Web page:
2010 – 2017
Society of Toxicology
2015 – Present
Student and Postdoc Member
2006 – 2015
MicroRNA-34a-5p as a Promising Early Circulating Preclinical Biomarker of Doxorubicin-Induced Chronic Cardiotoxicity.
Desai V.G., Vijay V., Lee T., Han T., Moland C.L., Phanavanh B., Herman E.H., Stine K., and Fuscoe J.C.
J Appl Toxicol. 2022, doi: 10.1002/jat.4309. Online ahead of print.
Doxorubicin-Induced Delayed-Onset Subclinical Cardiotoxicity in Mice.
Desai V.G., Vijay V., Han T., Moland C.L., Phanavanh B., Lee T., Davis K.J., Muskhelishvili L., Stine K.C., and Fuscoe J.C.
J Appl Toxicol. 2021, doi: 10.1002/jat.4256. Online ahead of print.
Progress Towards an OECD Reporting Framework for Transcriptomics and Metabolomics in Regulatory Toxicology.
Harrill J.A., Viant M.R., Yauk C.L., Sachana M., Gant T.W., Auerbach S.S., Beger R.D., Bouhifd M., O'Brien J., Burgoon L., Caiment F., Carpi D., Chen T., Chorley B.N., Colbourne J., Corvi R., Debrauwer L., O'Donovan C., Ebbels T.M.D., Ekman D.R., Faulhammer F., Gribaldo L., Hilton G.M., Jones S.P., Kende A., Lawson T.N., Leite S.B., Leonards P.E.G., Luijten M., Martin A., Moussa L., Rudaz S., Schmitz O., SobanskiT., Strauss V., Vaccari M., Vijay V., Weber R.J.M., Williams A.J., Williams A., Thomas R.S., and Whelan M.
Regul Toxicol Pharmacol. 2021, 125:105020.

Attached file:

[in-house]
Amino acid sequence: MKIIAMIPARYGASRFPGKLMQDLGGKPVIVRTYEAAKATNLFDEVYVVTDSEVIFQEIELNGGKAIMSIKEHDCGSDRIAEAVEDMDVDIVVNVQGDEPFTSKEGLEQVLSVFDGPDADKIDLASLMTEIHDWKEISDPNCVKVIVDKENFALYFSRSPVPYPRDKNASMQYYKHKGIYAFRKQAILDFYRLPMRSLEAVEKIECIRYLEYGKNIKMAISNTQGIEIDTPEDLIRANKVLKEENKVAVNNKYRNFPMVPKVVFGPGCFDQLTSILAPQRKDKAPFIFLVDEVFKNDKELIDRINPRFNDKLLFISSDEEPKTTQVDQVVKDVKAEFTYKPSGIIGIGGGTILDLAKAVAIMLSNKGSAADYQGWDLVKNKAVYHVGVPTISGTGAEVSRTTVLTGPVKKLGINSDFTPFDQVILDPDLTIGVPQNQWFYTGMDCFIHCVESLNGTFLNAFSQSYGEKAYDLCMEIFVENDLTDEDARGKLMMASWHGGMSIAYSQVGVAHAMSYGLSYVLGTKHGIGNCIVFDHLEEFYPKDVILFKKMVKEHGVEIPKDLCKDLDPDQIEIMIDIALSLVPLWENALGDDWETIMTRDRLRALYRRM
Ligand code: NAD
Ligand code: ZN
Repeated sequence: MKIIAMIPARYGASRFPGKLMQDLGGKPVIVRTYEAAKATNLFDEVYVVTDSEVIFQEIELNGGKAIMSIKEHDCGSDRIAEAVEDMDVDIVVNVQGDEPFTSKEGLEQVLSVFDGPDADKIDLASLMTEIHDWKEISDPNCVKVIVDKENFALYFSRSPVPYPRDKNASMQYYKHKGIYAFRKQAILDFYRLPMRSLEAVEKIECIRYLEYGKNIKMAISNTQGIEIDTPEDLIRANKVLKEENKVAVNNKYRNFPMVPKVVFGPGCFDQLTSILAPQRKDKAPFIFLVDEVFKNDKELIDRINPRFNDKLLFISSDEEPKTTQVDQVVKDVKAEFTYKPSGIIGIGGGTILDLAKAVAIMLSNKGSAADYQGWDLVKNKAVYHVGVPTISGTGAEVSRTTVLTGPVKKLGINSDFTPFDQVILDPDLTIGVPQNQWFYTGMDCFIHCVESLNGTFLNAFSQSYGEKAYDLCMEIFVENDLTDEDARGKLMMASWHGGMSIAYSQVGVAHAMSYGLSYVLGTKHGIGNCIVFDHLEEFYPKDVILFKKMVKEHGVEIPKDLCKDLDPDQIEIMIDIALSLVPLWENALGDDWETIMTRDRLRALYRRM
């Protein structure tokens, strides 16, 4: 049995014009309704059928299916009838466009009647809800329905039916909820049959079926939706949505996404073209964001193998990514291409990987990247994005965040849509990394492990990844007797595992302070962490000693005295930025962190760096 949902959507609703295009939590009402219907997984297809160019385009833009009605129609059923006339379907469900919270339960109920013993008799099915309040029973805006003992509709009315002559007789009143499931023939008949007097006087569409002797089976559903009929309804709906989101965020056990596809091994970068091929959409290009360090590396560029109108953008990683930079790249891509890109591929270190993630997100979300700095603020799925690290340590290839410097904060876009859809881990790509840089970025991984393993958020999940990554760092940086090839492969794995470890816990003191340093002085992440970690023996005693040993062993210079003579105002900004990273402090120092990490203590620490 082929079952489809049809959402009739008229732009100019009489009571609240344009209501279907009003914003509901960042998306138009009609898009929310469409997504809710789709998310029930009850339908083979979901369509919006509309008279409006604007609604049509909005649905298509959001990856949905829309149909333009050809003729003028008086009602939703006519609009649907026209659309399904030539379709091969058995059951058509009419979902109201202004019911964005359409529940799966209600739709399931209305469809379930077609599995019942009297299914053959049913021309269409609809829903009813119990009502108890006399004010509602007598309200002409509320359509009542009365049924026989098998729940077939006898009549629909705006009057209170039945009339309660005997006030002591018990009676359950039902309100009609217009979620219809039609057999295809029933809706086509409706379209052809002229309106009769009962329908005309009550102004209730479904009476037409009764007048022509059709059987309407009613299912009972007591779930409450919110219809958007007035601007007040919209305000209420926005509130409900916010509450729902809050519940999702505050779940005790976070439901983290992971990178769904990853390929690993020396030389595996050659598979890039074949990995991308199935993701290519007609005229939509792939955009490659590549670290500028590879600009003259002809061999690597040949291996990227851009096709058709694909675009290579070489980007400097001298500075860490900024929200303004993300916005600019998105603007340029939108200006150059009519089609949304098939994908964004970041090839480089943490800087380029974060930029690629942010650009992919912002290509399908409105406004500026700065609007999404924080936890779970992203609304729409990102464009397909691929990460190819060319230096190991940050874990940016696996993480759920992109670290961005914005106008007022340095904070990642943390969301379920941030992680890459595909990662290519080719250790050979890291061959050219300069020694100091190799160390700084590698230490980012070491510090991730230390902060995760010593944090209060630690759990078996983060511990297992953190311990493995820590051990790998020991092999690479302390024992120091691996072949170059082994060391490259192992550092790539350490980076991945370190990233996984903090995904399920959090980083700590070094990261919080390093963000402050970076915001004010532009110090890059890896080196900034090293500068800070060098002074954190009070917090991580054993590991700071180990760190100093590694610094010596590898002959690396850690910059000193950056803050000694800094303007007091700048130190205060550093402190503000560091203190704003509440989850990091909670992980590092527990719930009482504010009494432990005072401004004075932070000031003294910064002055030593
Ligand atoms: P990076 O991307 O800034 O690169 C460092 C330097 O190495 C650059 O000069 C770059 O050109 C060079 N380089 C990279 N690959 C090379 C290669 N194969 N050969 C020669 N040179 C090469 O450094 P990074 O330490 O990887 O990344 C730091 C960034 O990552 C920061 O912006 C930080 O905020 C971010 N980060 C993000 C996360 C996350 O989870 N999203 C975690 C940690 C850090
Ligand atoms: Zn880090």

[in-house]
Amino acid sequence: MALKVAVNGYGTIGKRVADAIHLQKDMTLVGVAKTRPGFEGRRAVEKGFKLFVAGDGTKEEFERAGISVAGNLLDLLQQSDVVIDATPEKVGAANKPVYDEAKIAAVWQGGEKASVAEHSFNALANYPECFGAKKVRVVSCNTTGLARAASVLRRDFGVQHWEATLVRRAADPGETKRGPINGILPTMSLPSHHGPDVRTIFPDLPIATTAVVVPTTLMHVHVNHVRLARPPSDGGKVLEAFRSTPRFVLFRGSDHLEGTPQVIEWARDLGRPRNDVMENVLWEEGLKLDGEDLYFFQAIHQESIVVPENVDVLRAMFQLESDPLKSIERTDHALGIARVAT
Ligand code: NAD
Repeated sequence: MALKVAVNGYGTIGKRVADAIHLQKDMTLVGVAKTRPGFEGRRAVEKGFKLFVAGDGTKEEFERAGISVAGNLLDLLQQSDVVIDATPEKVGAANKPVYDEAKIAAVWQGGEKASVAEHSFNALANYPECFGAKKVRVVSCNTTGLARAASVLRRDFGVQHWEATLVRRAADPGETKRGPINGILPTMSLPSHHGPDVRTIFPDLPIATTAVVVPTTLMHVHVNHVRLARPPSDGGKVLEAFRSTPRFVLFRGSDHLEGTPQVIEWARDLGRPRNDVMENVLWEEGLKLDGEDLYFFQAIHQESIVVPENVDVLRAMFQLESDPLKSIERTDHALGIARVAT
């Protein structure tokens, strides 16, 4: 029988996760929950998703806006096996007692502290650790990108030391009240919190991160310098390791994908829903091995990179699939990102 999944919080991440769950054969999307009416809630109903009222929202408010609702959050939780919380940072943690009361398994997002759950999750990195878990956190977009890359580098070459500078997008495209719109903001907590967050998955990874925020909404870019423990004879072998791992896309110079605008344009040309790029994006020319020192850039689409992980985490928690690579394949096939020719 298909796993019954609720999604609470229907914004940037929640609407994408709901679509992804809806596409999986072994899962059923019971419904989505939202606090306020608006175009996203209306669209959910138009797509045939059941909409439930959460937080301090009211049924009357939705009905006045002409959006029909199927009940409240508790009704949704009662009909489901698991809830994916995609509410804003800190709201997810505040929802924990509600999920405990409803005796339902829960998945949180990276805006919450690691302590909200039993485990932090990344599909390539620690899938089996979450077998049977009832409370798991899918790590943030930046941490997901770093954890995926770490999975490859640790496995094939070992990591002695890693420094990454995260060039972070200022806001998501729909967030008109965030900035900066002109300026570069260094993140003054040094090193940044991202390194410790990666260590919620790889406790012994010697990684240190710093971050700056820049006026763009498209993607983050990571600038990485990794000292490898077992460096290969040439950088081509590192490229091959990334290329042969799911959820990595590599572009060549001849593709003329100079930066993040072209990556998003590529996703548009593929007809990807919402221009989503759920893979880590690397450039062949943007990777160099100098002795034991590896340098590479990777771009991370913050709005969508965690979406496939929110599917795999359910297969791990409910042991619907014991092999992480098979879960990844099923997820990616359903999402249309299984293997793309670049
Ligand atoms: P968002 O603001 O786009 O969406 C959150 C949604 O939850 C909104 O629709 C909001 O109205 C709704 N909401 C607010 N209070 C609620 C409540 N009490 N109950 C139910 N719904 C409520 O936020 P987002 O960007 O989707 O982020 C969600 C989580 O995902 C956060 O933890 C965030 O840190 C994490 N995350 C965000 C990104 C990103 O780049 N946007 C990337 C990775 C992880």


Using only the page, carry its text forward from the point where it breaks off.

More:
Gene Expression Profiling in Dorsolateral Prostates of Prepubertal and Adult Sprague-Dawley Rats Dosed with Estradiol Benzoate, Estradiol, and Testosterone.
Nakamura N., Vijay V., and Sloper D.
J Toxicol Sci. 2020, 45(8):435-447.
Hepatic Transcript Profiles of Cytochrome P450 Genes Predict Sex Differences in Drug Metabolism.
Fuscoe J., Vijay V., Hanig J., Han T., Ren L., Greenhaw J., Beger R., Pence L., and Shi Q.
Drug Metab Dispos. 2020, 48(6):447-458.
Candidate Early Predictive Plasma Protein Markers of Doxorubicin-Induced Chronic Cardiotoxicity in B6C3F1 Mice.
Desai V., Lee T., Moland C., Vijay V., Han T., Lewis S., Herman E., and Fuscoe J.
Toxicol Appl Pharmacol. 2019, 363:164-173.
Transcript Profiling in the Testes and Prostates of Postnatal Day 30 Sprague-Dawley Rats Exposed Prenatally and Lactationally to 2-hydroxy-4-Methoxybenzophenone.
Nakamura N., Vijay V., Desai V., Hansen D., Han T., Chang C., Chen Y., Harrouk W., McIntyre B., Foster P., Fuscoe J., and Inselman A.
Reprod Toxicol. 2018, 82:111-123.
In Vitro Modulation of Redox and Metabolism Interplay at the Brain Vascular Endothelium: Genomic and Proteomic Profiles of Sulforaphane Activity.